For $4.99, I can get a 3-lb bird, cooked to perfect doneness and ready to eat - perfect after battling the crowd at Costco after work (I never go on the weekends). I eat the bird fresh, and will use the leftovers in a variety of ways, including boiling the dregs (including bones, gristle, skin, etc.) down to a lovely seasoned stock. Chill enough to trim the fat off, and freeze for soup base.

Sure, I can make my own. And I do, when time allows. It's better than any store-bought bird, Costco included. But, for the price and convenience, there's not a lot that can beat it.

I am a big fan of the ones at Sam's Club, which are the same as Costco's, from what I am reading. I haven't been to a Costco to try theirs - none closeby for me. The ones at Sam's club sell fast, taste fantastic, and are a great price, and nice a big, and juicy. I buy 2 at a time and freeze one so I can have a backup when we're in the mood. I go there about once every 6 weeks. I keep the skin eating to a minimum and we eat it for a meal one night for the family, then the small amount of leftovers are finished off by me for lunch one day. Ours never lasts for longer than that with a family of 2 adults and 2 young boys.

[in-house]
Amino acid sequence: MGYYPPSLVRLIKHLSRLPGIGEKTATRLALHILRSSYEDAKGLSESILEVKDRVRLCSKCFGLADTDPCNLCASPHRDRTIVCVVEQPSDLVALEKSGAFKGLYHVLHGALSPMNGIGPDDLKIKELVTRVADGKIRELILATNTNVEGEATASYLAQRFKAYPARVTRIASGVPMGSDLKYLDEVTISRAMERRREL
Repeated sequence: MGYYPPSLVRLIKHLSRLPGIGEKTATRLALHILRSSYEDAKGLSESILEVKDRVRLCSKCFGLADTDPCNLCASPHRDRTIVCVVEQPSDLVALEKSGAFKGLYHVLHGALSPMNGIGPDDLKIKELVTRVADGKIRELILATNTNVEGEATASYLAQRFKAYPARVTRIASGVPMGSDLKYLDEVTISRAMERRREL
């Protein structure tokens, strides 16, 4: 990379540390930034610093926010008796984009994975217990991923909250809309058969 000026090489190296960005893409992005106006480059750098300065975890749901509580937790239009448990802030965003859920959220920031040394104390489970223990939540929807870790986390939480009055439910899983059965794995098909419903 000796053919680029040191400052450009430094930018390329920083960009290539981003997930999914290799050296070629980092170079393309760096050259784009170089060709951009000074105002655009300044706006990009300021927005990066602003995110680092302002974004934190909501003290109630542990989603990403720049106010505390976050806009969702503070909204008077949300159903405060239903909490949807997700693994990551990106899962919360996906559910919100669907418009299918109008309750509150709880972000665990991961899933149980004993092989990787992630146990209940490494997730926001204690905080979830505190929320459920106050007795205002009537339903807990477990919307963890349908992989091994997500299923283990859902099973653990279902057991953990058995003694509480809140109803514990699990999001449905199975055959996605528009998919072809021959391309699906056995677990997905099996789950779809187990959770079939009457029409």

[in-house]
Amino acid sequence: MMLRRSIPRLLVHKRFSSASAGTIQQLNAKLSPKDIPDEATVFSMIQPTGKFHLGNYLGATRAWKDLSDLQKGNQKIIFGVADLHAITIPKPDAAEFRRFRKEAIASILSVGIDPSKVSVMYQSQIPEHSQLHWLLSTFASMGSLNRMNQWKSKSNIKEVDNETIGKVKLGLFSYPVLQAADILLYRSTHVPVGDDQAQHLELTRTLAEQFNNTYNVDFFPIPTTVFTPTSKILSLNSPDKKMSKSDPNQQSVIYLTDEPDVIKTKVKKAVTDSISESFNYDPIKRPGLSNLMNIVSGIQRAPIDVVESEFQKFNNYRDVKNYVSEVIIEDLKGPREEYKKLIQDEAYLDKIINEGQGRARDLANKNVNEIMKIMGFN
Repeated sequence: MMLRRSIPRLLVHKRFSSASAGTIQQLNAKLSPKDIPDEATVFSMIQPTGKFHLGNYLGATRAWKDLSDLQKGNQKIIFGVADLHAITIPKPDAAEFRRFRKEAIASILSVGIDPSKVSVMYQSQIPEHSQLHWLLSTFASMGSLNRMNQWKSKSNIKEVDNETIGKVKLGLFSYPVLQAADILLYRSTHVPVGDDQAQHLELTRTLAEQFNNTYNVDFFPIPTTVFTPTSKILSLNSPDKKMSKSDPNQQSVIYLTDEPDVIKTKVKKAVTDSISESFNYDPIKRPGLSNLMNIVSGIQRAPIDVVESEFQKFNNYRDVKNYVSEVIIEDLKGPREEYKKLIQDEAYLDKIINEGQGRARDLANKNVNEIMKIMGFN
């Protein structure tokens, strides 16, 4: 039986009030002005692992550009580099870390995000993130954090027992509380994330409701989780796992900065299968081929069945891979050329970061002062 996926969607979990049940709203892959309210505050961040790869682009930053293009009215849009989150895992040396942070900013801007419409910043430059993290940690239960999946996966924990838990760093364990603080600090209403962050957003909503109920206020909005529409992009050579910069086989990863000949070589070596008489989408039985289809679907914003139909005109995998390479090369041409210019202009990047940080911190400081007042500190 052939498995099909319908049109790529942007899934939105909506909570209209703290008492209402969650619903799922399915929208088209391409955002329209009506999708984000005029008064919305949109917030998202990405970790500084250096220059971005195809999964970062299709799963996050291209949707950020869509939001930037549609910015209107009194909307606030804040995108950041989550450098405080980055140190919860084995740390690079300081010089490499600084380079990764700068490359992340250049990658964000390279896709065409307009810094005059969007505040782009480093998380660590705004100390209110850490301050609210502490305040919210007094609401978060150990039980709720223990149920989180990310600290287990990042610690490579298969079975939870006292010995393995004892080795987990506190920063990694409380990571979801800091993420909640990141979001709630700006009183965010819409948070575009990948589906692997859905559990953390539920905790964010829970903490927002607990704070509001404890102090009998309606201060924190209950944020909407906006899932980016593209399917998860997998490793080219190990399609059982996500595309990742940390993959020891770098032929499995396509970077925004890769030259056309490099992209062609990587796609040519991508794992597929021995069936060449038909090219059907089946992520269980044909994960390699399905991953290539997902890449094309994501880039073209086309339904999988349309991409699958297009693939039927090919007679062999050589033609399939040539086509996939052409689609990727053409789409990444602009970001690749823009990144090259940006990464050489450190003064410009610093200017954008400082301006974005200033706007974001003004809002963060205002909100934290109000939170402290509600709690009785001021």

I haven't read anyone else's comment yet. We buy this chicken probably at least once a week or week and a half. It is easy and delicious. I have been purposly been avoiding the ingredients because of these two things and because of the price. I knew it was only a matter of time before it caught up with me. :/

All of them are way too salty. Because I watch my sodium, I grab a whole chicken that has not been injected with any enhancers from Sprouts, season it and cook it. I usually do this on a Sunday and I can eat it during the week.